Published by Rajvi Khanjan Shroff,
Criminals hiding in the shadows - inside your device
When you think of spies, you probably aren’t envisioning somebody sitting at a desk in front of a computer. These days, in a world that is dependent on technology, a lot of personal information is sent across the internet and is stored in your device that an attacker can exploit for their personal gain or to get a leg up to attack your company. One way attackers can do this is through spyware.
Spyware steals information by running in the background of your device. Some spyware collects passwords, while some can scan computers for specific information like usernames, passwords, or monitor what keys you press, emails you send, and browser history. Spyware can be sent through security flaws in operating systems in both mobile devices and computers. Spyware also works through phishing and spoofing which are both ways of getting someone to click on an infected website, email, or email attachment. They can also trick you by having you download a program that claims it will improve your computer, when it ironically does the opposite. On mobile devices, people may download an app that looks like the real one when they are really downloading spyware.
Spyware can be prevented with some good practices such as reading warnings before clicking something. It's so easy just to click "I Agree" or "Okay" to a security warning when you actually should not be okay with whatever you just did. Basically, heed the warnings when downloading a sketchy app or using free wifi, where an attacker can be sitting on the network between you and the router and seeing your web requests and emails sent. Don’t have your devices infected with spyware because you were careless or lazy.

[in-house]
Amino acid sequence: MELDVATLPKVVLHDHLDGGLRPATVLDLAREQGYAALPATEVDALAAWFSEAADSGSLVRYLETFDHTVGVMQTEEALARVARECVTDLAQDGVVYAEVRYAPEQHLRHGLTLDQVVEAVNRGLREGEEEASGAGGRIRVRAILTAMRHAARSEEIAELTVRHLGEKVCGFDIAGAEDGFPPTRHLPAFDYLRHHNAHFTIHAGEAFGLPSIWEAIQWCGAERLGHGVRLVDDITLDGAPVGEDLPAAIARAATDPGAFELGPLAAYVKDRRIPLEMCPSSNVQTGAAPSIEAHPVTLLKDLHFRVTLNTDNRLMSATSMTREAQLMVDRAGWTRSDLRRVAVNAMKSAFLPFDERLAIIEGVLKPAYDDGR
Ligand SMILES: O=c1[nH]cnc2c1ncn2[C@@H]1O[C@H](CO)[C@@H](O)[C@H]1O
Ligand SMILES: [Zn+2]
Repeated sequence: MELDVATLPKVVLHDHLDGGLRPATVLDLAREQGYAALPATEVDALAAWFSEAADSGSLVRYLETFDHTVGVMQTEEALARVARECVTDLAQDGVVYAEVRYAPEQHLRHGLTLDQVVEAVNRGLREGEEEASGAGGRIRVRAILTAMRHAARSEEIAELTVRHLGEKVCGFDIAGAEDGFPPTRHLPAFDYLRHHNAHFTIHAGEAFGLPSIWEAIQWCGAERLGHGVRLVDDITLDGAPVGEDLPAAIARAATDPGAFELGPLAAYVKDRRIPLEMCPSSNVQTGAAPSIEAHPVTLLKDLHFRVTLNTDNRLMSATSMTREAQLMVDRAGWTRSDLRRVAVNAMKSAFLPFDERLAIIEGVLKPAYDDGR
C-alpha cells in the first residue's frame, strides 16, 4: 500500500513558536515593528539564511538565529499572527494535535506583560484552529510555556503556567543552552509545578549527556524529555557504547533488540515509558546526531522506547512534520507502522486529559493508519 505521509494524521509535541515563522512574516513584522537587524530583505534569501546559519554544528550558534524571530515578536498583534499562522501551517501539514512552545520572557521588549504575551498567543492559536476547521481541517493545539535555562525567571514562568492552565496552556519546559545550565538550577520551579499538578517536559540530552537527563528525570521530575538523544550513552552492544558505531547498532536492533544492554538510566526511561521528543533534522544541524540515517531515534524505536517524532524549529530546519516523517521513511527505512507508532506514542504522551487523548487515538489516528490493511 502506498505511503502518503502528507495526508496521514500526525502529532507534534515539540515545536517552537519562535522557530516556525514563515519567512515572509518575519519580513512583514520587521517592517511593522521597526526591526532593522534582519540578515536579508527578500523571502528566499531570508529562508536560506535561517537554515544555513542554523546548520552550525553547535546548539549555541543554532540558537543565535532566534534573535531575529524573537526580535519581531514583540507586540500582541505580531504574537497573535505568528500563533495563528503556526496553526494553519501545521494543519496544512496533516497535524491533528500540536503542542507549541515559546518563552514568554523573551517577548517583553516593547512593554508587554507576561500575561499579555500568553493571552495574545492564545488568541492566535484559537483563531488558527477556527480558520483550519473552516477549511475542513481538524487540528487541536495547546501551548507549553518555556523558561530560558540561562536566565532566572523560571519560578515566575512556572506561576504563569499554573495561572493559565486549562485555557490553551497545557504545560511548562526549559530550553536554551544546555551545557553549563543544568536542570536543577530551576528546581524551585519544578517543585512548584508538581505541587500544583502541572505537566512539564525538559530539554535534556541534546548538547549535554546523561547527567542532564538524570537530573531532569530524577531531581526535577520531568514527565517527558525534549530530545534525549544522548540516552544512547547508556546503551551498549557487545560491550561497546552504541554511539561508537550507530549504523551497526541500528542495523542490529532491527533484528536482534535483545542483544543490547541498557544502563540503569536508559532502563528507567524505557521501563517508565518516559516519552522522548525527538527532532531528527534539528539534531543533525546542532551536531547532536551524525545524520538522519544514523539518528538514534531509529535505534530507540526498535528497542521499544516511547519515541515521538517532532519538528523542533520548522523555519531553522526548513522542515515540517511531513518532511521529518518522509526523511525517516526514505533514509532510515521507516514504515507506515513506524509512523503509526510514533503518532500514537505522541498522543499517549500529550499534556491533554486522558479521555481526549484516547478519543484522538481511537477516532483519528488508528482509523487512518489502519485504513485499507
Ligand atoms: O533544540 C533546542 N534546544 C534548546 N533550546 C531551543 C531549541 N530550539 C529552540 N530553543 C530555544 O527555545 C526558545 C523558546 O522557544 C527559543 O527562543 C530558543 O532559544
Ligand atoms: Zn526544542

It's also a VERY good idea to be constantly updating your device whenever new updates are available. Many updates will contain security patches to recent vulnerabilities involving things like spyware, and not updating leaves you open for attack. In fact, Apple just released a patch for a spyware exploit a week ago. Allegedly created by a company that develops spyware called the NSO Group, ForcedEntry is an exploit that costs millions to create and is targeted at specific individuals by authoritarian governments. Although this might not be you, there is a very high likelihood that less sophisticated criminals will now be trying to copy this exploit now that the information on this vulnerability has been released, so it's extremely smart to update your devices right away.
Finally, having a strong anti-spyware program on your computer will also obviously help. According to Safety Detectives, Norton, McAfee, TotalAV, MalwareBytes and Bitdefender are all really good options for anti-spyware protection. Overall, spyware can seem scary because of the potential effects on your online privacy, but there are many prevention methods to keep you safe. Just make sure to use them!
As they say, "Be smart and be safe".
Barrett, B. (2021, September 14). It's a Good Day to Update All Your Devices. Trust Us. Retrieved from https://www.wired.com/story/update-ios-windows-chrome-zero-day-patch/
Jackson, S., Author, A. T., Scott Jackson Security Researcher, & About the Author Scott Jackson is an internet security researcher who has spent the last two decades working as an IT technician. (2021, August 04). 10 Best Anti-Spyware Software  - Spyware Removal & Protection. Retrieved from https://www.safetydetectives.com/blog/the-best-anti-spyware-software/
Spyware - What is it & how to remove it? (n.d.). Retrieved from https://www.malwarebytes.com/spyware